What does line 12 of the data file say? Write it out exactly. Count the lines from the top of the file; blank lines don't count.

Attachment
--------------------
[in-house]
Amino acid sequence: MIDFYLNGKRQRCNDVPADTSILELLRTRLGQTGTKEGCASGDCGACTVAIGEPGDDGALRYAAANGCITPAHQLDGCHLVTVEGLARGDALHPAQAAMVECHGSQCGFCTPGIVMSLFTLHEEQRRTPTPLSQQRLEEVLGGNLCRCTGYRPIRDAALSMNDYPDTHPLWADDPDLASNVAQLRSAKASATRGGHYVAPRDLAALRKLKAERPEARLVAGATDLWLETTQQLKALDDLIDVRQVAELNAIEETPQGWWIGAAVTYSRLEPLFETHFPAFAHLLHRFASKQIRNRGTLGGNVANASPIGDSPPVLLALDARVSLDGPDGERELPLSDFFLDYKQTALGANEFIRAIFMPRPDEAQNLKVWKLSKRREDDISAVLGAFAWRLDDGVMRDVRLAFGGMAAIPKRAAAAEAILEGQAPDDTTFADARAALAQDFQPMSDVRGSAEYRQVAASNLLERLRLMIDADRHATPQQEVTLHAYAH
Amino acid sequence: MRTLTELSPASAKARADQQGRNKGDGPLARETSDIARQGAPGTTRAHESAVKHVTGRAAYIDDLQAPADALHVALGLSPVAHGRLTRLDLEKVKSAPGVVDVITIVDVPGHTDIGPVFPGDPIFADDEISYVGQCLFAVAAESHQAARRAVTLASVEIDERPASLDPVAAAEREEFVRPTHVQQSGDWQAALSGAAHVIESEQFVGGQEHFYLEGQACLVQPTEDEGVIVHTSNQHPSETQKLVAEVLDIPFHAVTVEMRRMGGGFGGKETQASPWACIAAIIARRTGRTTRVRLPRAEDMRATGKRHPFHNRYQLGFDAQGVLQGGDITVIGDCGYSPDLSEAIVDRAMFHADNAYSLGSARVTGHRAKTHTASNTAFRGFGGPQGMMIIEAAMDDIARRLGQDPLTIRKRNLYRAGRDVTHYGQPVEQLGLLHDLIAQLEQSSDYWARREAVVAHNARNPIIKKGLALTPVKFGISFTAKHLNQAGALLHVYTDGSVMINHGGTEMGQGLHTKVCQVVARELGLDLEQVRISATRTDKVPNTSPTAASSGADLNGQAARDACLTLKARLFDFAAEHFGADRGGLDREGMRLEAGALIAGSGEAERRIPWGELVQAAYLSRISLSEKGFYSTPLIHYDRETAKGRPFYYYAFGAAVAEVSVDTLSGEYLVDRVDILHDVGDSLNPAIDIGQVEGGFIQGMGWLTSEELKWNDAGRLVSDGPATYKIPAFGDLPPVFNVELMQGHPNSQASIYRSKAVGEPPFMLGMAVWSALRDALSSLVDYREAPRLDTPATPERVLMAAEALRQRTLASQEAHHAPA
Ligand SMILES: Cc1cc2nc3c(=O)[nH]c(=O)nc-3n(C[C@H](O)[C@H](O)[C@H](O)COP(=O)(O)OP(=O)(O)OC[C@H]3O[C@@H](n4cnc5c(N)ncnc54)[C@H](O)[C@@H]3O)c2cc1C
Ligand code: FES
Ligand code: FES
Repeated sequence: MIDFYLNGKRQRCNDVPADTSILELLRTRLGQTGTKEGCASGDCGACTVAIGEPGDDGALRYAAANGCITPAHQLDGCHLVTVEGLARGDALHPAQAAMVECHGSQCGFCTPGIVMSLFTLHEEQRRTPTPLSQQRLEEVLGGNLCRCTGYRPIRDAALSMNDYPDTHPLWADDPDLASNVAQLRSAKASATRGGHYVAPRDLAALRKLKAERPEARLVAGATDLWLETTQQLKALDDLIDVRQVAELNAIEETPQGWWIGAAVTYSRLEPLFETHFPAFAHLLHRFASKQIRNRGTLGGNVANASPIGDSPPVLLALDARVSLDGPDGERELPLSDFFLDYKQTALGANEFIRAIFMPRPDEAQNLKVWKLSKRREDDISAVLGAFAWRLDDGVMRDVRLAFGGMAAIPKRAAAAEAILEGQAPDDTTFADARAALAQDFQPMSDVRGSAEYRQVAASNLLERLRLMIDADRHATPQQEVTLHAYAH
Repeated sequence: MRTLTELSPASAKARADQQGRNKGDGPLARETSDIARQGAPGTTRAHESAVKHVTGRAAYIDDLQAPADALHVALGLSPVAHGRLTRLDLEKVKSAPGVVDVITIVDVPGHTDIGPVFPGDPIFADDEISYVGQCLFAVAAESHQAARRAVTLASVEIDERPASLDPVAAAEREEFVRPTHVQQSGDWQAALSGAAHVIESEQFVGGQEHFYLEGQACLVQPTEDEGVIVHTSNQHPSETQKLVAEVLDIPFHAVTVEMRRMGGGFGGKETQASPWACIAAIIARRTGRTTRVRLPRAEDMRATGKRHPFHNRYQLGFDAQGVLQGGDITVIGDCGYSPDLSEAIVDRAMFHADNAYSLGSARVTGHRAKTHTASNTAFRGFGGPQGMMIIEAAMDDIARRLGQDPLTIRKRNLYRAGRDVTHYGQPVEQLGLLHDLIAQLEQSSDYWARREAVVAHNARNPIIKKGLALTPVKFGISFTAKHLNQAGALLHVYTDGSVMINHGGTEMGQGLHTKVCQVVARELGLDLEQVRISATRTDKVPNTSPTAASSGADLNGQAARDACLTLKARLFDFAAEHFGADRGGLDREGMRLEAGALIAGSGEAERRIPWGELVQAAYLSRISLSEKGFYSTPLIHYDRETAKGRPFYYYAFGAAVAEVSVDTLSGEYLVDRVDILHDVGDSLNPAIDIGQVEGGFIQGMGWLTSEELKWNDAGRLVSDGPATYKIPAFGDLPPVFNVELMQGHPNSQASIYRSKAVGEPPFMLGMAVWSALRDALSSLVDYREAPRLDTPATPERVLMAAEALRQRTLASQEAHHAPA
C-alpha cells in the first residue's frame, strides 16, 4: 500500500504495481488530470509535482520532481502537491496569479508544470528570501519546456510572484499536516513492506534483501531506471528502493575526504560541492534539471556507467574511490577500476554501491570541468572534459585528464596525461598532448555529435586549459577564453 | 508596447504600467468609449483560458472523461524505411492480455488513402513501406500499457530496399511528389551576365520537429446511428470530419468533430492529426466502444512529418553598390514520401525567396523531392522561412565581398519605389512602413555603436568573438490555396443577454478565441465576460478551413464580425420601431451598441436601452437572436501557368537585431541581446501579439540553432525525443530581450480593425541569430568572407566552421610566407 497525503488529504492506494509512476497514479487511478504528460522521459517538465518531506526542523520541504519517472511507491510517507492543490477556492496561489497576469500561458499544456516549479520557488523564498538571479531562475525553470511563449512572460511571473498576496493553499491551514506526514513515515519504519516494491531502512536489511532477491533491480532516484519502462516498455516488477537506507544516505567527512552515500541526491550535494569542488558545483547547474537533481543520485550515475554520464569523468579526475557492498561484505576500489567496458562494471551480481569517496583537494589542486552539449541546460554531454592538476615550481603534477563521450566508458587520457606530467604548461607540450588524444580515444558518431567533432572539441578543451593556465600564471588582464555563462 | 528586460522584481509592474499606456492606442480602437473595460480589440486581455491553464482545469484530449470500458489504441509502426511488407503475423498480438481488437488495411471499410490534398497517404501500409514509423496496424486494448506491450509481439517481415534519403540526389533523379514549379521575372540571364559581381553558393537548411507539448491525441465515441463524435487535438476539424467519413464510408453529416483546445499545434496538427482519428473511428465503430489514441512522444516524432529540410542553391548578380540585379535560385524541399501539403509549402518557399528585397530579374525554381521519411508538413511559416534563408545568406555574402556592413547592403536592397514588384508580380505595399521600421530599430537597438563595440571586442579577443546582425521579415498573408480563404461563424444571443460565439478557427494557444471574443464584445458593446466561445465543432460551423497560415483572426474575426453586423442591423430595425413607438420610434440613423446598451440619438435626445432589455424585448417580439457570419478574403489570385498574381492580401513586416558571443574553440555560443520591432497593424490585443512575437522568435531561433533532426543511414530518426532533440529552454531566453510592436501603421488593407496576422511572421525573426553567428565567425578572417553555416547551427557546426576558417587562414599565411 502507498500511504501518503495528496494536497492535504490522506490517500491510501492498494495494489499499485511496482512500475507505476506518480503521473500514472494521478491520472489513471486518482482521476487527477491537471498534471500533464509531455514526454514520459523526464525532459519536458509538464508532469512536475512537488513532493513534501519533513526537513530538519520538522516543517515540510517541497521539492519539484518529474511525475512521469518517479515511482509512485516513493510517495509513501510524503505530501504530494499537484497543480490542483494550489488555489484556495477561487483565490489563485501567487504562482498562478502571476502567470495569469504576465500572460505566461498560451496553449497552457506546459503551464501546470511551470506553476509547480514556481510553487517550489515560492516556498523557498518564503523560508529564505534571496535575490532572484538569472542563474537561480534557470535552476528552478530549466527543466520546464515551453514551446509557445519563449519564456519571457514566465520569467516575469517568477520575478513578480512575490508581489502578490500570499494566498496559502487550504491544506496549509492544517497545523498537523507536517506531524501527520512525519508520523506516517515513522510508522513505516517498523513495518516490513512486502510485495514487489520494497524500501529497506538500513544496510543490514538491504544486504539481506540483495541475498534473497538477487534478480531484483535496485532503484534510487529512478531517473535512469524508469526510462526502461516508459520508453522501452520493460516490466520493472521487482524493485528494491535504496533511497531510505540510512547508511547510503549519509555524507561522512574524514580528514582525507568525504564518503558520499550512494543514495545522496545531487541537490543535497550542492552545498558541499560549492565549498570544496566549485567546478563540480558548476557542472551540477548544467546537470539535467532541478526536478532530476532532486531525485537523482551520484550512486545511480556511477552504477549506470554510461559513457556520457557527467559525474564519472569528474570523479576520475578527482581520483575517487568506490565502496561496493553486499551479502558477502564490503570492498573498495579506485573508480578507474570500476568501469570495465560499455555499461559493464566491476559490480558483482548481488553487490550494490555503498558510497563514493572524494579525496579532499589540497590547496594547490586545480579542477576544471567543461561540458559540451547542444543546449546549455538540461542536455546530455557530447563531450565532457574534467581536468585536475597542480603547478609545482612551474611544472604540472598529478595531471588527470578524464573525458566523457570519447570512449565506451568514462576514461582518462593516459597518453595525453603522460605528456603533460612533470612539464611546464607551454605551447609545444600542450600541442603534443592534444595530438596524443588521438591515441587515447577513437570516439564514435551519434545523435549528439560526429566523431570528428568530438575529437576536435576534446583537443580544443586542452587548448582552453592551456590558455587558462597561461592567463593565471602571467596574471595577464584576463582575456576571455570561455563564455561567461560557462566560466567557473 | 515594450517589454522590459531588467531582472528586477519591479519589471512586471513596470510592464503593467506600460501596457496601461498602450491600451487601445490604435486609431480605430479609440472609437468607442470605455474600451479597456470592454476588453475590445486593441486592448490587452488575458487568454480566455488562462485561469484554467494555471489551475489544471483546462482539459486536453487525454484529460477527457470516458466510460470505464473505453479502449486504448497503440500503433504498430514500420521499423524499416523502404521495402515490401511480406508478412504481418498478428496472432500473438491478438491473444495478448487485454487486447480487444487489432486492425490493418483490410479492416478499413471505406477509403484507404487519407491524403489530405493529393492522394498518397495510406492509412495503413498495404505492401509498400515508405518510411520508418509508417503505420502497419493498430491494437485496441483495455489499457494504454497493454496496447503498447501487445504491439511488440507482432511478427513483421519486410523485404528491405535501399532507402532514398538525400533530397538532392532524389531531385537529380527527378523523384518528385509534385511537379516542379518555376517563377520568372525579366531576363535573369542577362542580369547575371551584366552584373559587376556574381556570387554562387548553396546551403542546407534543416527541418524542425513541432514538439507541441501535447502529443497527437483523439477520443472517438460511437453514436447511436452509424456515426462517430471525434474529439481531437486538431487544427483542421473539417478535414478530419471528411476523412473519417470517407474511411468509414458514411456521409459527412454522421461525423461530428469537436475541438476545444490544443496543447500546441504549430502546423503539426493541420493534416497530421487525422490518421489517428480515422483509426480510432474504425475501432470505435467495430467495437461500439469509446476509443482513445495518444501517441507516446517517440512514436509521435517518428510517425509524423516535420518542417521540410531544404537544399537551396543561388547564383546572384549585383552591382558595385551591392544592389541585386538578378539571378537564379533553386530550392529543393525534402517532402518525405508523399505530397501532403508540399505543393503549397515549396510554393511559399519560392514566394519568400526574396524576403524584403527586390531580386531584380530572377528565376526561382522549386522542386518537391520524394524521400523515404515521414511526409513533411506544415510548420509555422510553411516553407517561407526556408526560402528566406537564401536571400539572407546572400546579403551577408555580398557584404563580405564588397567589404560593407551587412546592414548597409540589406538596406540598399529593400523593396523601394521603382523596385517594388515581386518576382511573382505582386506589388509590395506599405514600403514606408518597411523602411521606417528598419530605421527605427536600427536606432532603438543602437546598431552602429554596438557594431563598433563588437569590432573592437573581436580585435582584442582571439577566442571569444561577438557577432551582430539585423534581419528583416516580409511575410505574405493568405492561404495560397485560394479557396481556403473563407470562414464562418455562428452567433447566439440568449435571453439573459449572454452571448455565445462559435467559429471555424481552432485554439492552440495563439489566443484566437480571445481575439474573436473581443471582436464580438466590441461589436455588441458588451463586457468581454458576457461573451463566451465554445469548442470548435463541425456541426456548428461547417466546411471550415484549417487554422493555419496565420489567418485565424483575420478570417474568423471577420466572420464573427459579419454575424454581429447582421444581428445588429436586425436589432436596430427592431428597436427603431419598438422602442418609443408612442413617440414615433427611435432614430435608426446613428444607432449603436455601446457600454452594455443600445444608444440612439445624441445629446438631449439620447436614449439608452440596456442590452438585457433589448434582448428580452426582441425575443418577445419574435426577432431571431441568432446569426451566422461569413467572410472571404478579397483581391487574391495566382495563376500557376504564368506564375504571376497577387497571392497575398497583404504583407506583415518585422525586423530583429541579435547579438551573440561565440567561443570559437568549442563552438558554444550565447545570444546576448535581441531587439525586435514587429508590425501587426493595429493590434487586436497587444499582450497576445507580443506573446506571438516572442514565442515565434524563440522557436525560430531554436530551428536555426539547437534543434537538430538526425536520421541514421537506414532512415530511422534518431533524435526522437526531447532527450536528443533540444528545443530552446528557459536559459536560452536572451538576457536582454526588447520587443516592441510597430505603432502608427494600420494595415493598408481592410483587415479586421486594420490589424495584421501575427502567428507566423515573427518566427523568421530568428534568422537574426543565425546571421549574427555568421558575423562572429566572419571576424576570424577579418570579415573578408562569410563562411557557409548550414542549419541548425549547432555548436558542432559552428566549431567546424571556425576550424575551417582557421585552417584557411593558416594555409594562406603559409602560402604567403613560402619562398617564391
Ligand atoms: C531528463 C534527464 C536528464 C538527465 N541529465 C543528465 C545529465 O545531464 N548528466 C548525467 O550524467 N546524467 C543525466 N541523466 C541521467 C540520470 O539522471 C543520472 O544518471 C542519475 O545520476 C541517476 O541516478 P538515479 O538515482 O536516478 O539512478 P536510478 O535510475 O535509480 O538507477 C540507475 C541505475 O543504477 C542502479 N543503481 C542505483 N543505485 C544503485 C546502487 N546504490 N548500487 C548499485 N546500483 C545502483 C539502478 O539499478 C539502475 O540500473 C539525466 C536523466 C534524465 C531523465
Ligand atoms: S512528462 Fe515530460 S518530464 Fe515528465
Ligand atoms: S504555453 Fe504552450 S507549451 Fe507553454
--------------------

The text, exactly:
Ligand atoms: S504555453 Fe504552450 S507549451 Fe507553454